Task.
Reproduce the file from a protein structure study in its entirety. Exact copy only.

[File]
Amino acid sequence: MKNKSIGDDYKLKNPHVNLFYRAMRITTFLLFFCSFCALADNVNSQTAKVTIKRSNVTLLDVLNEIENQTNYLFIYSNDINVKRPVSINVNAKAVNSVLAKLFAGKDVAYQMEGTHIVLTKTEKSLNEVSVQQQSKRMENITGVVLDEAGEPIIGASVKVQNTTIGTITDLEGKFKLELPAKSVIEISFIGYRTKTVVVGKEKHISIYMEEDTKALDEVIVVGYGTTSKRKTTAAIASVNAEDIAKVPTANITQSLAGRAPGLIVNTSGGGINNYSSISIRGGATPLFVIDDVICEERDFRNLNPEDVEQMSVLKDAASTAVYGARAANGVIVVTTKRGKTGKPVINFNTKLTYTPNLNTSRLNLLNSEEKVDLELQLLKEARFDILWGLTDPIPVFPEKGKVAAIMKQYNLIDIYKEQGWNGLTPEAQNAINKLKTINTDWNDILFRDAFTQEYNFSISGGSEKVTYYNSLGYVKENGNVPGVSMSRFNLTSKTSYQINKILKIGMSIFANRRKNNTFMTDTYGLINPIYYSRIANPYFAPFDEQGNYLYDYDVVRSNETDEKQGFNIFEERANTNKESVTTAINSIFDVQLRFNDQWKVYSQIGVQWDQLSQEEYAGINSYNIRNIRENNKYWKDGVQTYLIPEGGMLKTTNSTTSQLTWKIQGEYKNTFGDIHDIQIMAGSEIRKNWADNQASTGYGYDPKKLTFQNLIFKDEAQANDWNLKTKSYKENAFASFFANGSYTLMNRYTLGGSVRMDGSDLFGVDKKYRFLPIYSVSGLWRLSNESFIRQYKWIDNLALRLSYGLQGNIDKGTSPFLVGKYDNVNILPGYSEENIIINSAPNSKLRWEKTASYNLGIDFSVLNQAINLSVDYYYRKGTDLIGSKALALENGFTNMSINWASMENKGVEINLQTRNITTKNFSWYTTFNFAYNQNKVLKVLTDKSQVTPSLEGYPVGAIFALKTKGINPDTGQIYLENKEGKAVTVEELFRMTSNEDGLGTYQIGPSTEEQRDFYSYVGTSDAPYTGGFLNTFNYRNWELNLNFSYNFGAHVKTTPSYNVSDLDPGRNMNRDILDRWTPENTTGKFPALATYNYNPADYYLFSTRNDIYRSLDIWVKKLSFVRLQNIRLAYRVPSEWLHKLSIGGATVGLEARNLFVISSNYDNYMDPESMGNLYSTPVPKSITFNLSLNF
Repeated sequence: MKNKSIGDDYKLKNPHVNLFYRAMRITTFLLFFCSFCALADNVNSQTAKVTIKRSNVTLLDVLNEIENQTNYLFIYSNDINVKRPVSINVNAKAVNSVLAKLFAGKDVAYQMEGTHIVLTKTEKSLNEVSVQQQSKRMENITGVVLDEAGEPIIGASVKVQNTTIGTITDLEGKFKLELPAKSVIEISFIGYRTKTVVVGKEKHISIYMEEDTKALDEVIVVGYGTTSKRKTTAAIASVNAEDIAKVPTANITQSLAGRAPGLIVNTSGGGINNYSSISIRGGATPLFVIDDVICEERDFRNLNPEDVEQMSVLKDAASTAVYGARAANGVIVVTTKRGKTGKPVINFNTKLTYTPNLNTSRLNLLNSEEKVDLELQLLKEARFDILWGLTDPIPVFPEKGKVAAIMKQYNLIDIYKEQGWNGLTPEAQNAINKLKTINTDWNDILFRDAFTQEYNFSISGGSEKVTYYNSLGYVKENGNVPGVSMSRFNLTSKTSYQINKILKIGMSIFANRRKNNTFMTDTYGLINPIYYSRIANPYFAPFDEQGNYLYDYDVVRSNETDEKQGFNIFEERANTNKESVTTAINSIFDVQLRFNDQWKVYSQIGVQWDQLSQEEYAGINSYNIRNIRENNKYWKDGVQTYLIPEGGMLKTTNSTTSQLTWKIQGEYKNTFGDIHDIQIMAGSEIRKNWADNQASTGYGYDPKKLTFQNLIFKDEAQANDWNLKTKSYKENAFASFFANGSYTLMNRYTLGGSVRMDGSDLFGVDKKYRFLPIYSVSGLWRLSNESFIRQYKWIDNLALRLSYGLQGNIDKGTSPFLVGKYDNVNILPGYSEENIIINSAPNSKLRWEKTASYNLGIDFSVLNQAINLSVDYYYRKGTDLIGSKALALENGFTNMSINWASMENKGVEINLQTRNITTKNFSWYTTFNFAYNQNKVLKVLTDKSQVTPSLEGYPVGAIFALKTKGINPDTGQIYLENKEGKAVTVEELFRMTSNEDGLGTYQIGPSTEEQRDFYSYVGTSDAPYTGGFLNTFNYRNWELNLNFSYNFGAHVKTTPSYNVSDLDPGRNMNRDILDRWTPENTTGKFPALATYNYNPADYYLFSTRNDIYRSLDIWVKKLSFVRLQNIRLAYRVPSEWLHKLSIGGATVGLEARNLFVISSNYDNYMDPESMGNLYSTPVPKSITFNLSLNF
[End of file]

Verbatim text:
Amino acid sequence: MKNKSIGDDYKLKNPHVNLFYRAMRITTFLLFFCSFCALADNVNSQTAKVTIKRSNVTLLDVLNEIENQTNYLFIYSNDINVKRPVSINVNAKAVNSVLAKLFAGKDVAYQMEGTHIVLTKTEKSLNEVSVQQQSKRMENITGVVLDEAGEPIIGASVKVQNTTIGTITDLEGKFKLELPAKSVIEISFIGYRTKTVVVGKEKHISIYMEEDTKALDEVIVVGYGTTSKRKTTAAIASVNAEDIAKVPTANITQSLAGRAPGLIVNTSGGGINNYSSISIRGGATPLFVIDDVICEERDFRNLNPEDVEQMSVLKDAASTAVYGARAANGVIVVTTKRGKTGKPVINFNTKLTYTPNLNTSRLNLLNSEEKVDLELQLLKEARFDILWGLTDPIPVFPEKGKVAAIMKQYNLIDIYKEQGWNGLTPEAQNAINKLKTINTDWNDILFRDAFTQEYNFSISGGSEKVTYYNSLGYVKENGNVPGVSMSRFNLTSKTSYQINKILKIGMSIFANRRKNNTFMTDTYGLINPIYYSRIANPYFAPFDEQGNYLYDYDVVRSNETDEKQGFNIFEERANTNKESVTTAINSIFDVQLRFNDQWKVYSQIGVQWDQLSQEEYAGINSYNIRNIRENNKYWKDGVQTYLIPEGGMLKTTNSTTSQLTWKIQGEYKNTFGDIHDIQIMAGSEIRKNWADNQASTGYGYDPKKLTFQNLIFKDEAQANDWNLKTKSYKENAFASFFANGSYTLMNRYTLGGSVRMDGSDLFGVDKKYRFLPIYSVSGLWRLSNESFIRQYKWIDNLALRLSYGLQGNIDKGTSPFLVGKYDNVNILPGYSEENIIINSAPNSKLRWEKTASYNLGIDFSVLNQAINLSVDYYYRKGTDLIGSKALALENGFTNMSINWASMENKGVEINLQTRNITTKNFSWYTTFNFAYNQNKVLKVLTDKSQVTPSLEGYPVGAIFALKTKGINPDTGQIYLENKEGKAVTVEELFRMTSNEDGLGTYQIGPSTEEQRDFYSYVGTSDAPYTGGFLNTFNYRNWELNLNFSYNFGAHVKTTPSYNVSDLDPGRNMNRDILDRWTPENTTGKFPALATYNYNPADYYLFSTRNDIYRSLDIWVKKLSFVRLQNIRLAYRVPSEWLHKLSIGGATVGLEARNLFVISSNYDNYMDPESMGNLYSTPVPKSITFNLSLNF
Repeated sequence: MKNKSIGDDYKLKNPHVNLFYRAMRITTFLLFFCSFCALADNVNSQTAKVTIKRSNVTLLDVLNEIENQTNYLFIYSNDINVKRPVSINVNAKAVNSVLAKLFAGKDVAYQMEGTHIVLTKTEKSLNEVSVQQQSKRMENITGVVLDEAGEPIIGASVKVQNTTIGTITDLEGKFKLELPAKSVIEISFIGYRTKTVVVGKEKHISIYMEEDTKALDEVIVVGYGTTSKRKTTAAIASVNAEDIAKVPTANITQSLAGRAPGLIVNTSGGGINNYSSISIRGGATPLFVIDDVICEERDFRNLNPEDVEQMSVLKDAASTAVYGARAANGVIVVTTKRGKTGKPVINFNTKLTYTPNLNTSRLNLLNSEEKVDLELQLLKEARFDILWGLTDPIPVFPEKGKVAAIMKQYNLIDIYKEQGWNGLTPEAQNAINKLKTINTDWNDILFRDAFTQEYNFSISGGSEKVTYYNSLGYVKENGNVPGVSMSRFNLTSKTSYQINKILKIGMSIFANRRKNNTFMTDTYGLINPIYYSRIANPYFAPFDEQGNYLYDYDVVRSNETDEKQGFNIFEERANTNKESVTTAINSIFDVQLRFNDQWKVYSQIGVQWDQLSQEEYAGINSYNIRNIRENNKYWKDGVQTYLIPEGGMLKTTNSTTSQLTWKIQGEYKNTFGDIHDIQIMAGSEIRKNWADNQASTGYGYDPKKLTFQNLIFKDEAQANDWNLKTKSYKENAFASFFANGSYTLMNRYTLGGSVRMDGSDLFGVDKKYRFLPIYSVSGLWRLSNESFIRQYKWIDNLALRLSYGLQGNIDKGTSPFLVGKYDNVNILPGYSEENIIINSAPNSKLRWEKTASYNLGIDFSVLNQAINLSVDYYYRKGTDLIGSKALALENGFTNMSINWASMENKGVEINLQTRNITTKNFSWYTTFNFAYNQNKVLKVLTDKSQVTPSLEGYPVGAIFALKTKGINPDTGQIYLENKEGKAVTVEELFRMTSNEDGLGTYQIGPSTEEQRDFYSYVGTSDAPYTGGFLNTFNYRNWELNLNFSYNFGAHVKTTPSYNVSDLDPGRNMNRDILDRWTPENTTGKFPALATYNYNPADYYLFSTRNDIYRSLDIWVKKLSFVRLQNIRLAYRVPSEWLHKLSIGGATVGLEARNLFVISSNYDNYMDPESMGNLYSTPVPKSITFNLSLNF